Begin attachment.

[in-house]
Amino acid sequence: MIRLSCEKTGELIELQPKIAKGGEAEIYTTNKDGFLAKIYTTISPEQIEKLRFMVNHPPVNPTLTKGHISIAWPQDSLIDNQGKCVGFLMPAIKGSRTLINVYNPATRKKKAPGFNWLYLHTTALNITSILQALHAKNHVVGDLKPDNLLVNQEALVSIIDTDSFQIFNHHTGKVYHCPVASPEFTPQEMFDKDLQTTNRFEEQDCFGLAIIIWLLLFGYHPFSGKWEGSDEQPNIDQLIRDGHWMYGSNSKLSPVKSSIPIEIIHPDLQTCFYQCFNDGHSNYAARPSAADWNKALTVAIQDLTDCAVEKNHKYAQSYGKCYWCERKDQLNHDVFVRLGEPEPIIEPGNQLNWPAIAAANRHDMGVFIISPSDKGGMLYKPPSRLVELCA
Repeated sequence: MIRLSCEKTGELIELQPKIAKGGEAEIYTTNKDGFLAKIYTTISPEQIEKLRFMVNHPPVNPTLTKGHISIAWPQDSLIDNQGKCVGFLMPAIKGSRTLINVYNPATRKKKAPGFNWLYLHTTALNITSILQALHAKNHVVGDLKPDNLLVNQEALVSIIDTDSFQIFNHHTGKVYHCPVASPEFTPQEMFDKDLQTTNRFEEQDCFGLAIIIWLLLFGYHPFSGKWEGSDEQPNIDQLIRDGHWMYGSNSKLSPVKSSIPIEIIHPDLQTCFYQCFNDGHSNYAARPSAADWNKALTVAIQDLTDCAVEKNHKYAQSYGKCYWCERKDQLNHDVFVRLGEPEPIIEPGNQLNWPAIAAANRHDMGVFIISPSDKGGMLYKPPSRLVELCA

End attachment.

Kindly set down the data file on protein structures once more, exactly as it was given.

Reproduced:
[in-house]
Amino acid sequence: MIRLSCEKTGELIELQPKIAKGGEAEIYTTNKDGFLAKIYTTISPEQIEKLRFMVNHPPVNPTLTKGHISIAWPQDSLIDNQGKCVGFLMPAIKGSRTLINVYNPATRKKKAPGFNWLYLHTTALNITSILQALHAKNHVVGDLKPDNLLVNQEALVSIIDTDSFQIFNHHTGKVYHCPVASPEFTPQEMFDKDLQTTNRFEEQDCFGLAIIIWLLLFGYHPFSGKWEGSDEQPNIDQLIRDGHWMYGSNSKLSPVKSSIPIEIIHPDLQTCFYQCFNDGHSNYAARPSAADWNKALTVAIQDLTDCAVEKNHKYAQSYGKCYWCERKDQLNHDVFVRLGEPEPIIEPGNQLNWPAIAAANRHDMGVFIISPSDKGGMLYKPPSRLVELCA
Repeated sequence: MIRLSCEKTGELIELQPKIAKGGEAEIYTTNKDGFLAKIYTTISPEQIEKLRFMVNHPPVNPTLTKGHISIAWPQDSLIDNQGKCVGFLMPAIKGSRTLINVYNPATRKKKAPGFNWLYLHTTALNITSILQALHAKNHVVGDLKPDNLLVNQEALVSIIDTDSFQIFNHHTGKVYHCPVASPEFTPQEMFDKDLQTTNRFEEQDCFGLAIIIWLLLFGYHPFSGKWEGSDEQPNIDQLIRDGHWMYGSNSKLSPVKSSIPIEIIHPDLQTCFYQCFNDGHSNYAARPSAADWNKALTVAIQDLTDCAVEKNHKYAQSYGKCYWCERKDQLNHDVFVRLGEPEPIIEPGNQLNWPAIAAANRHDMGVFIISPSDKGGMLYKPPSRLVELCA